Restaurants at the Fort Road Food Street are complaining of a significant drop in the number of customers since Ramazan started.
Only 10 of the 27 restaurants on the street are open for Sehri while only two offer special Iftar menus.
Waqar Ahmad, the Hotel Fort View and Restaurant manager, says the restaurant has seen a 90 per cent drop in customers since Saturday when Ramazan started. Zahid, who manages seven restaurants on the street, says that no more than seven or eight families can be seen at his restaurants at Iftar. “[But] Ramazan has just begun and we hope to see a surge in [the number of] customers in a week,” he says.
Cocoo’s Den, the oldest restaurant on the street, is open for Sehri for the first time. Abrar Hussain, the manager, thinks that the high temperatures and laying down of the track for the Bus Rapid Transit System from Lower Mall to the Data Darbar Road are the primary reasons for the low turnout. “It is too hot to serve food in the open and it can take more than an hour to get here because the roads are dug up,” he says, “Why would anyone want to come to the Food Street for Iftar when there is no air-conditioning and the prices are as high as the restaurants in Gulberg?”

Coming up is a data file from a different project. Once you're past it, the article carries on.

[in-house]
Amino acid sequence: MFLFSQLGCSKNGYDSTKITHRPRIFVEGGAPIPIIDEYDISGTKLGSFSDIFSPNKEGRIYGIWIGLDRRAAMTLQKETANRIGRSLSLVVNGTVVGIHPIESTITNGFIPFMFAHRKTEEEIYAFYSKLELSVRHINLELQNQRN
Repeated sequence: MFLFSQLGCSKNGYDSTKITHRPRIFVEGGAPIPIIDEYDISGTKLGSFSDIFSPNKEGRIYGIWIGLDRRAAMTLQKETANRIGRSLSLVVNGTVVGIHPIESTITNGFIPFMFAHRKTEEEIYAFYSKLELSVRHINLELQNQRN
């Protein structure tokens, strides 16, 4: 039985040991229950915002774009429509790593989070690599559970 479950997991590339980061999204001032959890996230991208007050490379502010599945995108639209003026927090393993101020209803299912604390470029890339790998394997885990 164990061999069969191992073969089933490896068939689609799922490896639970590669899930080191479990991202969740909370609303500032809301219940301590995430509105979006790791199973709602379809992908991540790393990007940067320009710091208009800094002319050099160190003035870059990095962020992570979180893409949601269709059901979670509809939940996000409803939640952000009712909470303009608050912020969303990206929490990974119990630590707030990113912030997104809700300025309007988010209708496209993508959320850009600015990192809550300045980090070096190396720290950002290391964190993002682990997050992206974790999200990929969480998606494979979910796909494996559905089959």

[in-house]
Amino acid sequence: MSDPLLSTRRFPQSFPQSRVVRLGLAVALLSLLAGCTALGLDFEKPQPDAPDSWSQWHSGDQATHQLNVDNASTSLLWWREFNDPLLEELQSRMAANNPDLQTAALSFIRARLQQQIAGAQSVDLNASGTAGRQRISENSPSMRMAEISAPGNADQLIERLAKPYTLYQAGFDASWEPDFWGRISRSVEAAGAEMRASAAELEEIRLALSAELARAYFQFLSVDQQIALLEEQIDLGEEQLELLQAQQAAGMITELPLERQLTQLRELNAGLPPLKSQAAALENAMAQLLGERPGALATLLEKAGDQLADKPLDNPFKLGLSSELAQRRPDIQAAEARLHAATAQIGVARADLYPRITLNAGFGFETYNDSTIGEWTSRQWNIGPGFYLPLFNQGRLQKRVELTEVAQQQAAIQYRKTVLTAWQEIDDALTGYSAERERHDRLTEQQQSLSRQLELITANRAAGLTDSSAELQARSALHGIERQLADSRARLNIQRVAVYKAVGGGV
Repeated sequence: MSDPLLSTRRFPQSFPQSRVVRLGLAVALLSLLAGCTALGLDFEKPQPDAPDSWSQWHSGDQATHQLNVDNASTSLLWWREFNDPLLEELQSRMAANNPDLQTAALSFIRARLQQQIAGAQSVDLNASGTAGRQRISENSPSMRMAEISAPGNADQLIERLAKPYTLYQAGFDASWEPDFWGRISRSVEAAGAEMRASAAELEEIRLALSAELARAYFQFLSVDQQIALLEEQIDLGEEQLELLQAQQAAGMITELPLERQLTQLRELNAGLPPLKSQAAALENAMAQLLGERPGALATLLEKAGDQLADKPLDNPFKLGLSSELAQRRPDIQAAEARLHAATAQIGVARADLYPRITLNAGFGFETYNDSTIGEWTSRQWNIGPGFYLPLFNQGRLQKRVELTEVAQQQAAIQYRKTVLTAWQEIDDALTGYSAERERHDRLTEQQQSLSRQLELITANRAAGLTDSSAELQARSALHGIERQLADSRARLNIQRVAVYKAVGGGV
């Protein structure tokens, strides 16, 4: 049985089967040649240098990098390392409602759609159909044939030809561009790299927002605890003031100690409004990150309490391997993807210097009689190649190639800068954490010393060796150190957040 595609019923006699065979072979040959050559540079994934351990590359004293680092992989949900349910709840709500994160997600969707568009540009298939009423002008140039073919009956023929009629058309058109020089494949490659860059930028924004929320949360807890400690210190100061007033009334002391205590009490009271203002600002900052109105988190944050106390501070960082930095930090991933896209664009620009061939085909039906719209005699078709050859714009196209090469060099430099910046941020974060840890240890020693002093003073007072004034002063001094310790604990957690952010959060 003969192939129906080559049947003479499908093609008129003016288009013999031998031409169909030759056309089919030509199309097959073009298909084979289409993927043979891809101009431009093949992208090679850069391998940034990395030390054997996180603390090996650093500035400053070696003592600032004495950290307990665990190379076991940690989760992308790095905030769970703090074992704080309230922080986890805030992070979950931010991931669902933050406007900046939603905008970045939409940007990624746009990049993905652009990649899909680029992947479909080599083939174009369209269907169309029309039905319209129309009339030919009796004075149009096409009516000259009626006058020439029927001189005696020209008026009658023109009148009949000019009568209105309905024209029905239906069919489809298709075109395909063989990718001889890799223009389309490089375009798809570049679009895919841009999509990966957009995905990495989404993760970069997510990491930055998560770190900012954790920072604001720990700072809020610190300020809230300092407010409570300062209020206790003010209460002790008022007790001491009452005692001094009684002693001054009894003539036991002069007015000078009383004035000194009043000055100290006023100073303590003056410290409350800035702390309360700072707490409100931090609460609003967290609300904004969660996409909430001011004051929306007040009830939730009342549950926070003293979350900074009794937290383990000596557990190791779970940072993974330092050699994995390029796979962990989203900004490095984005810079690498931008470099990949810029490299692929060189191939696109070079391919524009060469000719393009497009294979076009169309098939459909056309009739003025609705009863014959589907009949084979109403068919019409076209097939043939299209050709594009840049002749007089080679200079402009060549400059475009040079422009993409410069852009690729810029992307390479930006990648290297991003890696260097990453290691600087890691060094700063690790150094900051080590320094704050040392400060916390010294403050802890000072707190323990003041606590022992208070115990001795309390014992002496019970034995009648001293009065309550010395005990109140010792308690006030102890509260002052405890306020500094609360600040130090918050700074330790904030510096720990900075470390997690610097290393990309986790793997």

“Also, Restaurants here are nothing special. Many of them are branches of restaurants that have main outlets elsewhere,” he says. He, however, adds that things might improve since “People like to eat out after the first week of Ramazan.”
Najeeb, manager of the Samawar restaurant (one of the two restaurants serving Iftar buffets), says there are more customers at Sehri rather than Iftar.
For him, one of the failings of the eateries on the street is that they do not include an “Iftar platter”.
“They are serving the usual local dinner items only. They are not going that extra mile to make the menu more appealing to the customers,” he says.
Published in The Express Tribune, July 24th, 2012.
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